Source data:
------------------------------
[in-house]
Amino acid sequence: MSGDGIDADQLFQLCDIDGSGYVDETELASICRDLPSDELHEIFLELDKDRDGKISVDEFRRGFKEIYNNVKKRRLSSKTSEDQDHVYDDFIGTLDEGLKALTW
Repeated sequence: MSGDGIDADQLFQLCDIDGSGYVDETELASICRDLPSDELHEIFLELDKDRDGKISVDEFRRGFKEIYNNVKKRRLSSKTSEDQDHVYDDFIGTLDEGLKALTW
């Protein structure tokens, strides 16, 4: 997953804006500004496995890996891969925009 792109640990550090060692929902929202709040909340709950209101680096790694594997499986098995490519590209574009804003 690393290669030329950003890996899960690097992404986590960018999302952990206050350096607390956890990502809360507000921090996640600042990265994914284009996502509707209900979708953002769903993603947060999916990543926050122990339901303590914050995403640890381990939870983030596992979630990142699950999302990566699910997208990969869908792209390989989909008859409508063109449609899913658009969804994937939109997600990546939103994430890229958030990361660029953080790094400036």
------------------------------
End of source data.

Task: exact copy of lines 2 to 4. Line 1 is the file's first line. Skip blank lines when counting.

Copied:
Amino acid sequence: MSGDGIDADQLFQLCDIDGSGYVDETELASICRDLPSDELHEIFLELDKDRDGKISVDEFRRGFKEIYNNVKKRRLSSKTSEDQDHVYDDFIGTLDEGLKALTW
Repeated sequence: MSGDGIDADQLFQLCDIDGSGYVDETELASICRDLPSDELHEIFLELDKDRDGKISVDEFRRGFKEIYNNVKKRRLSSKTSEDQDHVYDDFIGTLDEGLKALTW
């Protein structure tokens, strides 16, 4: 997953804006500004496995890996891969925009 792109640990550090060692929902929202709040909340709950209101680096790694594997499986098995490519590209574009804003 690393290669030329950003890996899960690097992404986590960018999302952990206050350096607390956890990502809360507000921090996640600042990265994914284009996502509707209900979708953002769903993603947060999916990543926050122990339901303590914050995403640890381990939870983030596992979630990142699950999302990566699910997208990969869908792209390989989909008859409508063109449609899913658009969804994937939109997600990546939103994430890229958030990361660029953080790094400036």